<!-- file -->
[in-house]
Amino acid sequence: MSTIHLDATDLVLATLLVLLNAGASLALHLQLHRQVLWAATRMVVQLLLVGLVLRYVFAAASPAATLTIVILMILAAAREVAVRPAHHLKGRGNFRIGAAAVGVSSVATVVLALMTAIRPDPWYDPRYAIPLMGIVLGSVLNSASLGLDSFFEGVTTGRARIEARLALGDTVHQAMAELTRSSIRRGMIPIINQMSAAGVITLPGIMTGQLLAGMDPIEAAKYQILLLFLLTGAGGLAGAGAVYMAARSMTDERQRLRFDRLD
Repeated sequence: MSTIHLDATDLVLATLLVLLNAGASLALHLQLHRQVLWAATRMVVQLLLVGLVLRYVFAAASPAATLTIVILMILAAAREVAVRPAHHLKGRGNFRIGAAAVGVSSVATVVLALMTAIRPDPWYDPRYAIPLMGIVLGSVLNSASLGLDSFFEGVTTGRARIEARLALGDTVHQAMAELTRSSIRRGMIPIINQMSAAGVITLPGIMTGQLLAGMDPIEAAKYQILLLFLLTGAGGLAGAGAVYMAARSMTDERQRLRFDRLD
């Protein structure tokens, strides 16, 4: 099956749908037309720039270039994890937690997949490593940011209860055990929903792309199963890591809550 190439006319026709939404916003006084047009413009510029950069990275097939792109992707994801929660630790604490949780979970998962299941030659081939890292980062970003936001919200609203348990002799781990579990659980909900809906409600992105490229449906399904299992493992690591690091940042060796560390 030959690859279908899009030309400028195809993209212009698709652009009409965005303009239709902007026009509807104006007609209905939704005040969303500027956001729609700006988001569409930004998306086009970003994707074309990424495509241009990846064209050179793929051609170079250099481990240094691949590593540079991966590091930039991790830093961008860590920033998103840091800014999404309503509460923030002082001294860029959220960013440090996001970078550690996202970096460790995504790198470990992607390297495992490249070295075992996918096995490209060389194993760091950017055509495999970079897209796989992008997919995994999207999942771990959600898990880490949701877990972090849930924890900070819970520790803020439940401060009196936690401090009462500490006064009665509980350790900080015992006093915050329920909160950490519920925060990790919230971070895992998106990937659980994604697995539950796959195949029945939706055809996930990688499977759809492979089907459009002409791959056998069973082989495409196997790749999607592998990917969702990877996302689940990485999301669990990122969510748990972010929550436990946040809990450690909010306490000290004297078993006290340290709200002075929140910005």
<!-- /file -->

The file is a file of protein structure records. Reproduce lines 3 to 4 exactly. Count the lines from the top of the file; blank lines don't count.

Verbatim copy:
Repeated sequence: MSTIHLDATDLVLATLLVLLNAGASLALHLQLHRQVLWAATRMVVQLLLVGLVLRYVFAAASPAATLTIVILMILAAAREVAVRPAHHLKGRGNFRIGAAAVGVSSVATVVLALMTAIRPDPWYDPRYAIPLMGIVLGSVLNSASLGLDSFFEGVTTGRARIEARLALGDTVHQAMAELTRSSIRRGMIPIINQMSAAGVITLPGIMTGQLLAGMDPIEAAKYQILLLFLLTGAGGLAGAGAVYMAARSMTDERQRLRFDRLD
């Protein structure tokens, strides 16, 4: 099956749908037309720039270039994890937690997949490593940011209860055990929903792309199963890591809550 190439006319026709939404916003006084047009413009510029950069990275097939792109992707994801929660630790604490949780979970998962299941030659081939890292980062970003936001919200609203348990002799781990579990659980909900809906409600992105490229449906399904299992493992690591690091940042060796560390 030959690859279908899009030309400028195809993209212009698709652009009409965005303009239709902007026009509807104006007609209905939704005040969303500027956001729609700006988001569409930004998306086009970003994707074309990424495509241009990846064209050179793929051609170079250099481990240094691949590593540079991966590091930039991790830093961008860590920033998103840091800014999404309503509460923030002082001294860029959220960013440090996001970078550690996202970096460790995504790198470990992607390297495992490249070295075992996918096995490209060389194993760091950017055509495999970079897209796989992008997919995994999207999942771990959600898990880490949701877990972090849930924890900070819970520790803020439940401060009196936690401090009462500490006064009665509980350790900080015992006093915050329920909160950490519920925060990790919230971070895992998106990937659980994604697995539950796959195949029945939706055809996930990688499977759809492979089907459009002409791959056998069973082989495409196997790749999607592998990917969702990877996302689940990485999301669990990122969510748990972010929550436990946040809990450690909010306490000290004297078993006290340290709200002075929140910005």